blooms taxonomy

Bloom's Taxonomy

Copyright © 2005 Adam Waxler

What is blooms taxonomy and how can a teacher apply blooms taxonomy to classroom lesson plans?

Blooms taxonomy was originally created Benjamin Bloom for categorizing and classifying levels of intellectual learning that commonly occur in the classroom setting.  Blooms taxonomy contains three overlapping domains: the cognitive, psychomotor, and affective.  Within the cognitive domain Benjamin Bloom identified six levels that have become commonly known as blooms taxonomy.

 

The six levels of blooms taxonomy, from lowest to highest, are: knowledge, comprehension, application, analysis, synthesis, and evaluation.  These different levels of blooms taxonomy have become an extremely useful guide for teachers in planning classroom lesson plans and classroom objectives.

blooms taxonomy

 

Bloom's Taxonomy Verb Chart

Knowledge (Recalling learned material) recall, underline, list. name, record, label, cluster, match, memorize, define, arrange
Comprehension (Understanding the material) understand, show, summarize, explain, describe,  demonstrate, review, cite, restate, locate
Application (Using the material) apply, select, model, organize, illustrate, utilize, choose, imitate, demonstrate, use
Analysis (Breaking material down to increase understanding) analyze, compare, contrast, classify, map, characterize, divide, break down, choose, examine
Synthesis (Reshaping material into a new form) construct, speculate, design, compose, create, develop, invent, blend, propose, formulate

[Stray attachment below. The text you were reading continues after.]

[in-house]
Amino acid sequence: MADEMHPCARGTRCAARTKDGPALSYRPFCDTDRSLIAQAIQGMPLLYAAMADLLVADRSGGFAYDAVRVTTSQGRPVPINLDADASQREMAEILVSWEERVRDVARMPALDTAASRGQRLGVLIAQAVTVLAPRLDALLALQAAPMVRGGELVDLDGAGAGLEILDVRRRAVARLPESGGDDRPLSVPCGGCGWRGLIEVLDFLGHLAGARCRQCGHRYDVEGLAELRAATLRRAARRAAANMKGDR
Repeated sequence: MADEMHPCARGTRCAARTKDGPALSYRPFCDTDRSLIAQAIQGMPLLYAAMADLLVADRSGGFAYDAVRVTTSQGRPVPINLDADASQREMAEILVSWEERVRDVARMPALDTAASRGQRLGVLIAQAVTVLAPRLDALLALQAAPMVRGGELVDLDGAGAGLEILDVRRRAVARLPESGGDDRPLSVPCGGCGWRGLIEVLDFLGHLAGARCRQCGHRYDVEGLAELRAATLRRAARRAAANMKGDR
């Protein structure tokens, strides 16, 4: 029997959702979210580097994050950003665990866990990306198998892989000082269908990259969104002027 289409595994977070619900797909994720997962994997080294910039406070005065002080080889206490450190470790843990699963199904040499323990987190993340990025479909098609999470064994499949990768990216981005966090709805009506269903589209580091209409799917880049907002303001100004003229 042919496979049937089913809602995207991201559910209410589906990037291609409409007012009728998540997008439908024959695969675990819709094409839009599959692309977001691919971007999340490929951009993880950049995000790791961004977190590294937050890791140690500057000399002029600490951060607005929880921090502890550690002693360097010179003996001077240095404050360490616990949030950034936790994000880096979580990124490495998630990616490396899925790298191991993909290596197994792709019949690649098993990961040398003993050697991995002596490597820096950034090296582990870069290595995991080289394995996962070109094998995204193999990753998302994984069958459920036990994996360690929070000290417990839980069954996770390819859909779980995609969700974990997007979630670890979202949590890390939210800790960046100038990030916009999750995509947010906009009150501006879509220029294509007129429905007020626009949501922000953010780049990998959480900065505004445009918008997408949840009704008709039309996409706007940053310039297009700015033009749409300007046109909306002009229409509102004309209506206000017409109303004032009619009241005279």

Evaluation (Judging the worth of material) evaluate, convince, argue, judge, criticize, rate, measure, persuade, assess, recommend

It is vitally important that teachers do not just teach lower order thinking skills at the bottom of blooms taxonomy such as knowledge and comprehension, but also teach higher order thinking skills at the top of blooms taxonomy such as evaluation.  When students are evaluating and judging and using the higher order thinking skills of blooms taxonomy they are more likely to retain information, perform better on standardized tests, and most importantly, achieve the ultimate goal of becoming lifelong learners.

There are many ways in which teachers can use blooms taxonomy to help create more focused lesson plans and help students use higher order thinking skills.  By following the blooms taxonomy chart above teachers can pinpoint what they will teach and how they will go about teaching it.  For example, take a social studies lesson plan on the use of the Atomic Bomb to end WWII.  A teacher could teach this lesson by having students read and memorize important key terms and facts.  However, even if the teacher uses a variety of teaching strategies to help increase reading comprehension, the problem is the teacher is only focusing on the lower order thinking skills in blooms taxonomy.  The students may be able to regurgitate the information back on the test, but the student is not using the higher order thinking skills that will help that student retain the information for the long-term and, more importantly, help the student learn to think for himself.

A simply way to teach the same lesson, but also address the higher order thinking skills of blooms taxonomy is to simply have the students write a paragraph “evaluating/judging” Truman’s decision to drop the atomic bomb.  The teacher can still  have the students include the key terms from the lesson in the paragraph, but by having the students also make an argument and support that argument the students are also addressing the higher order thinking skills of blooms taxonomy.


Adam Waxler is a middle school social studies teacher, teacher mentor, and author of eTeach: A Teacher Resource for Learning the Strategies of Master Teachers.  He also publishes the Teaching Tips Machine, a free weekly newsletter.  Go to  http://www.teaching-tips-machine.com to get more teaching tips on blooms taxonomy
 

blooms taxonomy